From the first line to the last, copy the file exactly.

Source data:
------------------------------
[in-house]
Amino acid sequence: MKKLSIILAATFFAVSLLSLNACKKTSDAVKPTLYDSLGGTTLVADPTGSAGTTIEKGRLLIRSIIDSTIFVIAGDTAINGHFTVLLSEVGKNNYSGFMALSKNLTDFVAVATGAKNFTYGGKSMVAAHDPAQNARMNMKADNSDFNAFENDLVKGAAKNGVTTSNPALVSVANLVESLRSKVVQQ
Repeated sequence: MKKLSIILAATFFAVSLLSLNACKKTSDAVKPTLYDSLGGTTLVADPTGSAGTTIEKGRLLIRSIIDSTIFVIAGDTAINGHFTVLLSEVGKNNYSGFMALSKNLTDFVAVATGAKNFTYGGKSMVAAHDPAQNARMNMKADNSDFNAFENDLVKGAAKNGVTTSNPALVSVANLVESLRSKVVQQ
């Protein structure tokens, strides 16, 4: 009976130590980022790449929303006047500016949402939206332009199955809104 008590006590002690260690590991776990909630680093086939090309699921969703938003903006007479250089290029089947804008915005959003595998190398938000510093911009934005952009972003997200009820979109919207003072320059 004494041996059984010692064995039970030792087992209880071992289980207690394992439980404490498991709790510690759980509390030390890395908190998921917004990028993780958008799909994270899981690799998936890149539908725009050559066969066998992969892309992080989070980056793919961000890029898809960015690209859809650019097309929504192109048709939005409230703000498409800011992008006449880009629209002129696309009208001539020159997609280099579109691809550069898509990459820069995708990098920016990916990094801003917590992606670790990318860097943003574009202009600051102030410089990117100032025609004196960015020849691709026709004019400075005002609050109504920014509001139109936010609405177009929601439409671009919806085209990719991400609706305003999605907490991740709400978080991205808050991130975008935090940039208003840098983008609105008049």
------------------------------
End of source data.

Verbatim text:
[in-house]
Amino acid sequence: MKKLSIILAATFFAVSLLSLNACKKTSDAVKPTLYDSLGGTTLVADPTGSAGTTIEKGRLLIRSIIDSTIFVIAGDTAINGHFTVLLSEVGKNNYSGFMALSKNLTDFVAVATGAKNFTYGGKSMVAAHDPAQNARMNMKADNSDFNAFENDLVKGAAKNGVTTSNPALVSVANLVESLRSKVVQQ
Repeated sequence: MKKLSIILAATFFAVSLLSLNACKKTSDAVKPTLYDSLGGTTLVADPTGSAGTTIEKGRLLIRSIIDSTIFVIAGDTAINGHFTVLLSEVGKNNYSGFMALSKNLTDFVAVATGAKNFTYGGKSMVAAHDPAQNARMNMKADNSDFNAFENDLVKGAAKNGVTTSNPALVSVANLVESLRSKVVQQ
């Protein structure tokens, strides 16, 4: 009976130590980022790449929303006047500016949402939206332009199955809104 008590006590002690260690590991776990909630680093086939090309699921969703938003903006007479250089290029089947804008915005959003595998190398938000510093911009934005952009972003997200009820979109919207003072320059 004494041996059984010692064995039970030792087992209880071992289980207690394992439980404490498991709790510690759980509390030390890395908190998921917004990028993780958008799909994270899981690799998936890149539908725009050559066969066998992969892309992080989070980056793919961000890029898809960015690209859809650019097309929504192109048709939005409230703000498409800011992008006449880009629209002129696309009208001539020159997609280099579109691809550069898509990459820069995708990098920016990916990094801003917590992606670790990318860097943003574009202009600051102030410089990117100032025609004196960015020849691709026709004019400075005002609050109504920014509001139109936010609405177009929601439409671009919806085209990719991400609706305003999605907490991740709400978080991205808050991130975008935090940039208003840098983008609105008049």